Along with National Geographic and the Washington Office on Latin America, the event will feature the relatives of those killed in a deadly assault on a Mexican town triggered by a botched U.S. drug operation. The event will also preview an Audible original series that tells the story through the voices of those left behind.

  • Internet Policy/Net Neutrality
    • AT&T’s Bogus ‘Internet Bill Of Rights’ Aims To Undermine Net Neutrality, Foist Regulation Upon Silicon Valley Competitors

      As we’ve been warning for a while, the next phase in the war on net neutrality for giant ISPs is pushing a new “net neutrality law” in name only. ISPs are nervous that the FCC’s net neutrality repeal won’t survive a court challenge due to the numerous instances of fraud and other procedural gaffes. As such, they’ve convinced blindly-loyal lawmakers like Marsha Blackburn to push fake net neutrality legislation whose entire purpose is to prevent the FCC’s 2015 rules from being restored, or real, tough rules from being passed later.

      These proposed “solutions” ban behaviors ISPs had no intention of doing (like the ham-fisted blocking of websites), but avoid addressing any of the numerous areas where net neutrality violations now occur, from usage caps, overage fees and zero rating, to interconnection shenanigans designed to drive up costs for streaming video competitors like Netflix. But with Democrats hoping to use net neutrality as a wedge issue in the coming midterms (and pushing for a repeal reversal via the CRA), these bogus solutions haven’t seen much traction outside of paid editorial support by telecom lobbyists.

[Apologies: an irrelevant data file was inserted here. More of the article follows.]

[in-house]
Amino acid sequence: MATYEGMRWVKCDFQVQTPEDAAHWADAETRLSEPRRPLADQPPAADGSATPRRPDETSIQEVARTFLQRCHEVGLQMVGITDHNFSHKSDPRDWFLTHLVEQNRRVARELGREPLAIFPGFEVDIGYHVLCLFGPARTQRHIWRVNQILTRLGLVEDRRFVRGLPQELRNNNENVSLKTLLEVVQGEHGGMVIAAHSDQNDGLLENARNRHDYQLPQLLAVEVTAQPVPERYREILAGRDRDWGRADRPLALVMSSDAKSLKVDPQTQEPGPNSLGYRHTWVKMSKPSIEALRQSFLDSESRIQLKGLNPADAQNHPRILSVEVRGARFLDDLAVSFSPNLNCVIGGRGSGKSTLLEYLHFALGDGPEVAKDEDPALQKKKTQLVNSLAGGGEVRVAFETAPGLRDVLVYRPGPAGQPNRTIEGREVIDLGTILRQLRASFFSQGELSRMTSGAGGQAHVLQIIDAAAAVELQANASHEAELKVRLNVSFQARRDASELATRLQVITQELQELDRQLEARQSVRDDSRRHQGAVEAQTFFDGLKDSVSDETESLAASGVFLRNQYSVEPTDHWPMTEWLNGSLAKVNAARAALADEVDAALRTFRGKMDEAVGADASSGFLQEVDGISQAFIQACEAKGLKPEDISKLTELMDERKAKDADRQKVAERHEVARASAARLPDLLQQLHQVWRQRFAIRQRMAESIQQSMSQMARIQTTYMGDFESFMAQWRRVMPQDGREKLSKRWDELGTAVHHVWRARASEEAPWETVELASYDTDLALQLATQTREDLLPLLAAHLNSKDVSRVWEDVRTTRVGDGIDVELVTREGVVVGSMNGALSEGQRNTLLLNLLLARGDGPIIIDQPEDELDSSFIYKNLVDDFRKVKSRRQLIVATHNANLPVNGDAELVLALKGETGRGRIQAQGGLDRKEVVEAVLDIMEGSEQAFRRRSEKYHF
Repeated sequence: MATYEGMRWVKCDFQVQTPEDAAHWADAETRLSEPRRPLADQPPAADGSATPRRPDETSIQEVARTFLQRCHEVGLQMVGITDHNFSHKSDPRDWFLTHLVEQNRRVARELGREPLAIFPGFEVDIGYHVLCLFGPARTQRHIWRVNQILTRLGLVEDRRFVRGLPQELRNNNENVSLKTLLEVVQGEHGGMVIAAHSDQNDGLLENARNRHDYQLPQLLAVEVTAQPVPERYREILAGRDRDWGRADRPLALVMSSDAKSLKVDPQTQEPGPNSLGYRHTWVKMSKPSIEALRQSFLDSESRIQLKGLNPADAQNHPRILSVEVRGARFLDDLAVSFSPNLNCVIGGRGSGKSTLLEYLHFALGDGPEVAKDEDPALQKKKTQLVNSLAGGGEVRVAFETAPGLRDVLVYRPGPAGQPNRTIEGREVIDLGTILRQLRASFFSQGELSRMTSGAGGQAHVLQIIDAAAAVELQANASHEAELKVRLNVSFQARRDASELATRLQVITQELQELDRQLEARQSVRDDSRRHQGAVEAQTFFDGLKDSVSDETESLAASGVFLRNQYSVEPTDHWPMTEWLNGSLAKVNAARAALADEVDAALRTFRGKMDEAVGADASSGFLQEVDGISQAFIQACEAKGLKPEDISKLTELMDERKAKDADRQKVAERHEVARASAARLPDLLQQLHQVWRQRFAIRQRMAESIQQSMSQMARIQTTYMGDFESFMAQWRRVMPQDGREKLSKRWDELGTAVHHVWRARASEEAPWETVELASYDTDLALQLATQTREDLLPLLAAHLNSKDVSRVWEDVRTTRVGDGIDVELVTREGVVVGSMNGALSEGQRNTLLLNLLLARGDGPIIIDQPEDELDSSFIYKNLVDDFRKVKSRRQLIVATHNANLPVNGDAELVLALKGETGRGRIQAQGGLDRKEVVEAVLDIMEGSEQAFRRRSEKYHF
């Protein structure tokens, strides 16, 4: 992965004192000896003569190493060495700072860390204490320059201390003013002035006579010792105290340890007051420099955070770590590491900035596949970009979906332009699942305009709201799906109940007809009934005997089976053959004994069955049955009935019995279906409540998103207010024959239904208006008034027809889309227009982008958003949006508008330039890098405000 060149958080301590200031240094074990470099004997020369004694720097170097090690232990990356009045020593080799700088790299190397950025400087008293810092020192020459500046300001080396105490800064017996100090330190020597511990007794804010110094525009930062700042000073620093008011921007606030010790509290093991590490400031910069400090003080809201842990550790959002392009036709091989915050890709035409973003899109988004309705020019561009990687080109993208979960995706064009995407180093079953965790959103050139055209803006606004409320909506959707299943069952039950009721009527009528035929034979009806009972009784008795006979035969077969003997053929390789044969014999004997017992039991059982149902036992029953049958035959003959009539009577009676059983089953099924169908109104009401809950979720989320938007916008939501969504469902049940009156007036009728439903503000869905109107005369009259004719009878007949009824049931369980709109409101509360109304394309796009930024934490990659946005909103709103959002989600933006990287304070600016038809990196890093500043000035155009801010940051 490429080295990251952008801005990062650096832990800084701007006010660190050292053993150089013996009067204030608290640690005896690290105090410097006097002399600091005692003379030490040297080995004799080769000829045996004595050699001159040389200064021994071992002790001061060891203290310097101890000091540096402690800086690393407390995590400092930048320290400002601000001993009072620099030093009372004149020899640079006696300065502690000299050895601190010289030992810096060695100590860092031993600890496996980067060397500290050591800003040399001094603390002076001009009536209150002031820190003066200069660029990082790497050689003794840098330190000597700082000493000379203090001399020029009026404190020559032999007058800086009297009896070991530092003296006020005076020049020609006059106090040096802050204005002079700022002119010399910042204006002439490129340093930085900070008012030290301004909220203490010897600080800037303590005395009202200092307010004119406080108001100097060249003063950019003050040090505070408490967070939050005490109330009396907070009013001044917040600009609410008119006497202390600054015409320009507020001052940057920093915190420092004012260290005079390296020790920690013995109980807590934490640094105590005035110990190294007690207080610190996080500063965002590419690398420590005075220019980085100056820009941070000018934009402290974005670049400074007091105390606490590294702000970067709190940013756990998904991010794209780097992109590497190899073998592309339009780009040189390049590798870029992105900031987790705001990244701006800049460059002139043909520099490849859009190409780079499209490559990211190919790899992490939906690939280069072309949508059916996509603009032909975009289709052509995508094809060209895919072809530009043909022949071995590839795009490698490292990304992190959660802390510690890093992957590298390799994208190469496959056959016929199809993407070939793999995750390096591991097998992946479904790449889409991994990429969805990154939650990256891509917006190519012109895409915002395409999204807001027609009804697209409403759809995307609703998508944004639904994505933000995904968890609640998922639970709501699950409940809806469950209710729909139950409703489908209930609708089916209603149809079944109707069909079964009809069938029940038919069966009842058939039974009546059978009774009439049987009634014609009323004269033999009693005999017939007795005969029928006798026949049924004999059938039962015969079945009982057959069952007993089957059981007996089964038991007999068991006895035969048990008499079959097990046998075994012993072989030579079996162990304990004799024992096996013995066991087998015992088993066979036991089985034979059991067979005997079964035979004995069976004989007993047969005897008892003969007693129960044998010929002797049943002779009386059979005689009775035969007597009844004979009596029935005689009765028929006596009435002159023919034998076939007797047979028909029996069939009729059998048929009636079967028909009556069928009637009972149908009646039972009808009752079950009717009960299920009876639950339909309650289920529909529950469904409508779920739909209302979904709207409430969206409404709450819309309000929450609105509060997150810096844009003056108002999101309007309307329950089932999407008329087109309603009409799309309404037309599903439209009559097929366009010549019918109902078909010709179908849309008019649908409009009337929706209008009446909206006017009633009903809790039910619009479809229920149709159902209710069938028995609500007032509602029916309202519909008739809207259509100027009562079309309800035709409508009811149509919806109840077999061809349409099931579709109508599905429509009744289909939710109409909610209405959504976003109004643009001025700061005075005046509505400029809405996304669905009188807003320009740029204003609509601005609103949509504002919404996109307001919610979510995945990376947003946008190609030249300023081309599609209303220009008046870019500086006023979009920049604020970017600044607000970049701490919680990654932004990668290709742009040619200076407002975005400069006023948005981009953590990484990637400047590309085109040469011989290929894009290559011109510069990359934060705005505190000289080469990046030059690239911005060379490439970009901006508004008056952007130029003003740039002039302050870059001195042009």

• ITU: 4 Of 5 People In LDCs Can Access Mobile Networks, But Are Not Using Internet

      A new report by the UN International Telecommunication Union (ITU) shows “great strides” in mobile phone penetration in least-developed countries. However, those countries are well behind developed countries when it comes to internet usage.

      The ITU thematic report, link here, on achieving universal and affordable internet in least-developed countries (LDCs) found that more than four out of five people in LDCs have access to a mobile-cellular network.

    • Netflix once loved talking about net neutrality – so why has it suddenly gone quiet?

      “Netflix’s fortress is so strong now that net neutrality has become background noise for them,” said GBH Insights analyst Daniel Ives.

    • A Perfect Storm Of Comcast Unaccountability Is Brewing